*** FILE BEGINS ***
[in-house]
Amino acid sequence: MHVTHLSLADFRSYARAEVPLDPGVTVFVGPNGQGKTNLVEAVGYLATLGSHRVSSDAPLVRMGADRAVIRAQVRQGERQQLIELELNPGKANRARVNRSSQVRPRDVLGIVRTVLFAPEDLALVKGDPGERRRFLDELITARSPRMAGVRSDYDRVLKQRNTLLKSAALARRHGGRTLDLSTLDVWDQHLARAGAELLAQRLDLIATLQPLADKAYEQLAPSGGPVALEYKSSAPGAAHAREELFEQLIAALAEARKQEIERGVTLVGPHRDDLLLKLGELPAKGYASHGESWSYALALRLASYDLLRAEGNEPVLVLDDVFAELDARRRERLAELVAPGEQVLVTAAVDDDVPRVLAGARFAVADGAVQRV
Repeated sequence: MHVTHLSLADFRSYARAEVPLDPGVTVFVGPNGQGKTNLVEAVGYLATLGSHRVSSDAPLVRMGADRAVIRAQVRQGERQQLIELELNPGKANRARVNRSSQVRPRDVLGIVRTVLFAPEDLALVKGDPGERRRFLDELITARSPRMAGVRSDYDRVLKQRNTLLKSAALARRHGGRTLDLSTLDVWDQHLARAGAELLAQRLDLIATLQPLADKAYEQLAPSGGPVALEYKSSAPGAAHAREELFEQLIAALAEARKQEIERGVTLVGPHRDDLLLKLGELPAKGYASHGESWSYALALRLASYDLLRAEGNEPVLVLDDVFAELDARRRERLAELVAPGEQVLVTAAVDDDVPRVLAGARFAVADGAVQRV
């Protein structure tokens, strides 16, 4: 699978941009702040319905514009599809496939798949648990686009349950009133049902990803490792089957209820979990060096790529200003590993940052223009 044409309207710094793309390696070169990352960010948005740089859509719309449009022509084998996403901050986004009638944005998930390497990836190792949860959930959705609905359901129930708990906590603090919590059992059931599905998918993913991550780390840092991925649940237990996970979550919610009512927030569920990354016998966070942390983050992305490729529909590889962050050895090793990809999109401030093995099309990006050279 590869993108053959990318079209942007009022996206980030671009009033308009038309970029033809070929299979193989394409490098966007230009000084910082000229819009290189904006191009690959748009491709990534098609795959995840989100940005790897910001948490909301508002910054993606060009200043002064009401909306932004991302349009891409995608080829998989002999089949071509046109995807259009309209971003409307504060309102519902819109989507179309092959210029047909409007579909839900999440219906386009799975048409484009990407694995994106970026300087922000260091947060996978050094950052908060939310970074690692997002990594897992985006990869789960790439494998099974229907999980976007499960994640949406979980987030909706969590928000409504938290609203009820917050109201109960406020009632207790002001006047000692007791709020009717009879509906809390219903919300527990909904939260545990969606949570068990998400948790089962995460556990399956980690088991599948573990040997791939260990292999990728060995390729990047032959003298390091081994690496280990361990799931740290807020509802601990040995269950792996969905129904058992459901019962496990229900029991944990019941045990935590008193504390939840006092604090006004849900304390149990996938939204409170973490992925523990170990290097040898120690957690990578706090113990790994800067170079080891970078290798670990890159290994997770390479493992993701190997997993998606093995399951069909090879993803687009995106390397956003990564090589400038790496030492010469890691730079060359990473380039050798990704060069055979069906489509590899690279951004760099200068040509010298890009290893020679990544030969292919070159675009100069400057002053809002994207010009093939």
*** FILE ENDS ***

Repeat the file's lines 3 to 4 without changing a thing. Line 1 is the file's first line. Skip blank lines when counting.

Repeated sequence: MHVTHLSLADFRSYARAEVPLDPGVTVFVGPNGQGKTNLVEAVGYLATLGSHRVSSDAPLVRMGADRAVIRAQVRQGERQQLIELELNPGKANRARVNRSSQVRPRDVLGIVRTVLFAPEDLALVKGDPGERRRFLDELITARSPRMAGVRSDYDRVLKQRNTLLKSAALARRHGGRTLDLSTLDVWDQHLARAGAELLAQRLDLIATLQPLADKAYEQLAPSGGPVALEYKSSAPGAAHAREELFEQLIAALAEARKQEIERGVTLVGPHRDDLLLKLGELPAKGYASHGESWSYALALRLASYDLLRAEGNEPVLVLDDVFAELDARRRERLAELVAPGEQVLVTAAVDDDVPRVLAGARFAVADGAVQRV
């Protein structure tokens, strides 16, 4: 699978941009702040319905514009599809496939798949648990686009349950009133049902990803490792089957209820979990060096790529200003590993940052223009 044409309207710094793309390696070169990352960010948005740089859509719309449009022509084998996403901050986004009638944005998930390497990836190792949860959930959705609905359901129930708990906590603090919590059992059931599905998918993913991550780390840092991925649940237990996970979550919610009512927030569920990354016998966070942390983050992305490729529909590889962050050895090793990809999109401030093995099309990006050279 590869993108053959990318079209942007009022996206980030671009009033308009038309970029033809070929299979193989394409490098966007230009000084910082000229819009290189904006191009690959748009491709990534098609795959995840989100940005790897910001948490909301508002910054993606060009200043002064009401909306932004991302349009891409995608080829998989002999089949071509046109995807259009309209971003409307504060309102519902819109989507179309092959210029047909409007579909839900999440219906386009799975048409484009990407694995994106970026300087922000260091947060996978050094950052908060939310970074690692997002990594897992985006990869789960790439494998099974229907999980976007499960994640949406979980987030909706969590928000409504938290609203009820917050109201109960406020009632207790002001006047000692007791709020009717009879509906809390219903919300527990909904939260545990969606949570068990998400948790089962995460556990399956980690088991599948573990040997791939260990292999990728060995390729990047032959003298390091081994690496280990361990799931740290807020509802601990040995269950792996969905129904058992459901019962496990229900029991944990019941045990935590008193504390939840006092604090006004849900304390149990996938939204409170973490992925523990170990290097040898120690957690990578706090113990790994800067170079080891970078290798670990890159290994997770390479493992993701190997997993998606093995399951069909090879993803687009995106390397956003990564090589400038790496030492010469890691730079060359990473380039050798990704060069055979069906489509590899690279951004760099200068040509010298890009290893020679990544030969292919070159675009100069400057002053809002994207010009093939």